“Well,” she said after a minute or two, glaring around at the river banks as if to blame them. “That was unexpected.”
Her battle with the river hadn’t taken very long, but the speed of the water ensured that by the time she was aware of her surroundings, she had already travelled quite some way, and she no longer recognised anything around her. She travelled further downriver, shaking, cold and wet, unable to push her hair from her face for fear that she should lose her hold on her make-shift raft and be pulled to the bottom of the river, unable to return.
As she floated, she wondered as to what had happened to her hide-away to cause it to go toppling into the river – she had no evil step mother that wanted her dead, nor did her parents have any enemies (she would not have dared step out of the castle if this was the case). Kim Heechul really was an unusual princess in that her misfortune was not caused by the actions of any human, but rather loose soil, an old building, and more trinkets in the building than the loose soil was able to handle.
This, however, did not stop her from coming up with different scenarios as to what had happened, such as, perhaps, a rebel to her father’s rule had pushed the building into the river in order to get rid of the heir. Her favourite by far was that the whole thing had been engineered by Lord Choi Siwon, as revenge for not accepting his affections, and she felt that this was more likely than anything else, because it seemed like the kind of thing a rejected suitor would do when confronted by her magnificent beauty.
“Really,” she thought, annoyed, having almost convinced herself that this was what had happened. “Men can be so silly sometimes.”
As she was thinking this, she suddenly came to a slow bend in the river, alongside which was a sandy outcrop, a place where boats were no doubt landed and, sensing her freedom from the water, she quickly kicked out in order to reach it. There was a tense moment in which she feared that she would not make it, and would have had to have been swept further along until she came to another place to stop – and who knew how long that could take? – but eventually she managed to stagger onto the land, legs weak, and she collapsed onto the stony sand, and there she lay for quite some times, contemplating what had just happened, and what she was going to do about it.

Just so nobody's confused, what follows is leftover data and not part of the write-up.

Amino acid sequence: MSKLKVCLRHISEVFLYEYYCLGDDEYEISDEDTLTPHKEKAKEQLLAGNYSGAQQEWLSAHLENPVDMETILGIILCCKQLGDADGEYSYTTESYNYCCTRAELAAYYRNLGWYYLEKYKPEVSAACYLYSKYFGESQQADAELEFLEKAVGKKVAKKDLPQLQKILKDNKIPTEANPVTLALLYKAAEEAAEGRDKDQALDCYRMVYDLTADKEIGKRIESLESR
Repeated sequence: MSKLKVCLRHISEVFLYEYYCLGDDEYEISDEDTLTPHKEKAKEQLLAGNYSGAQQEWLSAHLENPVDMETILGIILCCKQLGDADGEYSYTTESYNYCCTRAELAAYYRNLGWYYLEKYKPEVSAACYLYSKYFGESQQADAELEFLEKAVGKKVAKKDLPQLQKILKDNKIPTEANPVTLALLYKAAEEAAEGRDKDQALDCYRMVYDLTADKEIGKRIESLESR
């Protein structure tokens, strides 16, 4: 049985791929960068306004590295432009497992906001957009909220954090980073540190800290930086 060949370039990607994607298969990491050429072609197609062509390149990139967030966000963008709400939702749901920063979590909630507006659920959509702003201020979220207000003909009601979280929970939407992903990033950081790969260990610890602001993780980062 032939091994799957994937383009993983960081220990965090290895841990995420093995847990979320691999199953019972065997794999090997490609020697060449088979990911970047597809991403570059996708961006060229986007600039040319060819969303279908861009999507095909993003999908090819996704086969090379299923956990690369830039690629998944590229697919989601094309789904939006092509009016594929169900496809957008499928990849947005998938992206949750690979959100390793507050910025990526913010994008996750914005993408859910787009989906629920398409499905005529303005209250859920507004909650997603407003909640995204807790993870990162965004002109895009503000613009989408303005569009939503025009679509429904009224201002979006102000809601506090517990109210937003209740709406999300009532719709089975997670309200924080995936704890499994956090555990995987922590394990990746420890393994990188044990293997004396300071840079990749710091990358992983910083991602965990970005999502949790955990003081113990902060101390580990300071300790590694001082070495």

What she was going to do, she decided after a couple of minutes of listening to the bird calls coming from the forest which surrounded her, was lie exactly where she was, and wait for someone to come get her, because she was Princess, and she wasn’t going to go tramping through the woods for anything. While she waited, her dress could dry, and before long they would find her. If they didn’t, well, she’d be Queen soon anyway and she’d punish those who didn’t find her.
“Um,” said a voice. “Hello?”
Heechul opened her eyes. There was a strange man standing above her, tall, with black hair and a large bow and a set of arrows on his back, but Heechul wasn’t scared by that because she lived in a castle with a lot of men who carried swords around, and besides, the man was only a danger if he’d had an arrow set to her throat. “Hello,” said Heechul. “I suppose you’re here to rescue me, are you?”
“What?” asked the man, looking confused.
“I must say, you’re very late,” said Heechul. “I’ve been waiting for absolutely ages.” She held her hand up for the man to take in order to help her up – he just stared at it, and then stared at Heechul.
“What?” he asked again.
Understanding dawned on Heechul, who sat up, sighed, and looked at him pityingly. “You don’t know who I am, do you?” she asked. The man raised an eyebrow and shook his head. “I’m Kim Heechul,” said Heechul, but the man just looked at her, looking no more like he knew who she was than he did before. “Princess, Kim Heechul,” said Heechul loudly. The man just frowned at her. “Of Okaywecan.”
“Oh,” said the man. “Really? Why are you here, then?”
“Where’s here?” asked Heechul, pushing her hair from her face. “Isn’t this Okaywecan?”
“No,” said the man, shaking his head, and really, he looked like he felt sorry for her, and that quickly enraged Heechul, who was a princess and didn’t need peasants feeling sorry for her. “No, you’re in Sujuman.”
“Sujuman?” shrieked Heechul. “I can’t be in Sujuman, I simply can’t be!”
“You are,” said the man, sitting down cross legged on the floor next to her. “You’re in the north, near Okaywecan, but you’re in Sujuman nonetheless.”
“But Sujuman’s full of barbarians, everyone knows that,” said Heechul bluntly.
“Thanks,” said the man dryly. Heechul glared at him, because he really didn’t have any right to be speaking to her like that when a) he hadn’t known her name, and b) she didn’t know his name.